2. "I've had a rough year, Dad." -- Chas Tenenbaum (Ben Stiller) to Royal Tenenbaum (Gene Hackman) in Wes Anderson's The Royal Tenenbaums.
3. "Hot Chocolate": the hilarious and moving final scene of Buffalo '66. It's both a satisfying end to an extremely unique character study and a joyous ode to a singular artistic vision. The scene is certainly intended to pack somewhat of a punch, but it comes at the end of a film that is anything but standard Hollywood heartstring fare. It accrues power from an odd comic rhythm -- its unmitigated Galloness. The performance in the scene is masterful: Gallo, clad in leather jacket and darting around the store with jitters from newfound happiness (having just aborted a grisly murder-suicide attempt involving former Buffalo Bills placekicker Scott Wood), confirming with the coffee shop clerk that the hot chocolate is indeed hot and requesting that he "Make it good, good one". He then inquires about some heart-shaped cookies and buys two: one for Layla and one for another patron so he can take it home to his girlfriend. Then this:
What do I owe you?
Okay, let's see
(Starts ringing up the items)
Go easy. Easy, easy, easy.
Four bucks on the nose.
He tips the clerk $1 for no reason, and leaves the store. The camera then closes in on a vase of roses that fades into a shot of him and Ricci -- her Gallo-applied blue eye makeup particularly vivid against the reverse-stocked neutrals -- entwined on a hotel bed as Yes's "Sweetness" leads the way to the end credits. The sequence retains its original potency even after 25+ viewings.
( Click here to buy the Buffalo '66 soundtrack)
- Jeff Feuerzeig (starts at 1:04) returns for a post-release chat now that his cinematic quilt has become "sausage in the corporate machine". He casts a colonic hex on the Boston Herald's James Vernier (who still gave the film an ok B-) and The San Diego Union-Tribune's David Elliot for bucking the general consensus and being in over their heads when reviewing TD&DJ. Elliot found DJ's art childish and bad, and felt Feuerzeig circled his subject like a "besotted bug". Vernier didn't embrace DJ, claiming he made Robert Crumb and Harvey Pekar "seem as huggable as Forrest Gump by comparison." Feuerzeig's sources at the Landmark Sunshine confirm that the film is a laugh riot compared to Crumb. Tom is a big fan of Crumb, but had to shower after seeing it. In short: Jeff believes he made a "love bomb" of a film, and is disappointed that it has spawned some haterz in certain markets.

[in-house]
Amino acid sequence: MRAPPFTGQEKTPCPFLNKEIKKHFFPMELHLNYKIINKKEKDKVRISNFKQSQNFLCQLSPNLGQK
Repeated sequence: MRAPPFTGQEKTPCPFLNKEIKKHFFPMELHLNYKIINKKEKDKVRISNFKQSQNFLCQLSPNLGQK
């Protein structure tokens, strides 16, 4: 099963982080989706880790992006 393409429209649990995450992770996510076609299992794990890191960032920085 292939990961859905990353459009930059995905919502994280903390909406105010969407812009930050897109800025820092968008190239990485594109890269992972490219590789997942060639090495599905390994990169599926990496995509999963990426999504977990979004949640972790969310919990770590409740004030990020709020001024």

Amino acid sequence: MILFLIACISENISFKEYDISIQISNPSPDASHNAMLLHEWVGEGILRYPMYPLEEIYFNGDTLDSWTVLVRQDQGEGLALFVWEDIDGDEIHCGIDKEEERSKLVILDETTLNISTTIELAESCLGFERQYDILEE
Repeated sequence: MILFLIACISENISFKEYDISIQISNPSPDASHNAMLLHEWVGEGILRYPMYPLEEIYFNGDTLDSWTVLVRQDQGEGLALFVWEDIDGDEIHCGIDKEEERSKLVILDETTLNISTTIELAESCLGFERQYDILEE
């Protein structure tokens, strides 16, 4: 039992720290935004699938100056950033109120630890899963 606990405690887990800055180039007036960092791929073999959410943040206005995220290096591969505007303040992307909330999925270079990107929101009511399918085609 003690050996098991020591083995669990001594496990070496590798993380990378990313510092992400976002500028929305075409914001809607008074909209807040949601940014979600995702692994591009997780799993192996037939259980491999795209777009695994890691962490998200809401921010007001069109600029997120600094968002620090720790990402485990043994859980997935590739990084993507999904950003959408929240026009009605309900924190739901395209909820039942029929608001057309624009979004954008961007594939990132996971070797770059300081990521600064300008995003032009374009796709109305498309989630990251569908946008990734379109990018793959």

- Zeph Marshack checks in (starts at 1:28) and claims he had another run-in with Mike the Associate Producer, who was rude and threatened to throw a shoe in his face, though he would never cop to it. He asks about a rumor he read the other day on Velvet Rope that suggested that Feuerzeig made Mr. Johnston act like he did for the benefit of the filming. Jeff assures Zeph that there was no acting in the film and that it was a legit documentary.
Zeph then asks if it's true that Feuerzeig is going to make a documentary about "Monoman" (aka Jeff Conolly). Jeff's a fan of The Lyres and calls "She Pays The Rent" a masterpiece; Zeph is partial to On Fyre, and thinks the band kind of lost it after that. Zeph then offers a series of documentary subject ideas: Todd Abramson, Dan Zanes, Richard Barone (perhaps titled Maestro Barone or Drums Along The Hudson), and Jason Ringenberg. Jeff does not believe he's the appropriate person to make these films, which makes Zeph madder than a rattlesnake at a Thai wedding. Jeff will soon taste his wrath.
The Lyres - "She Pays The Rent"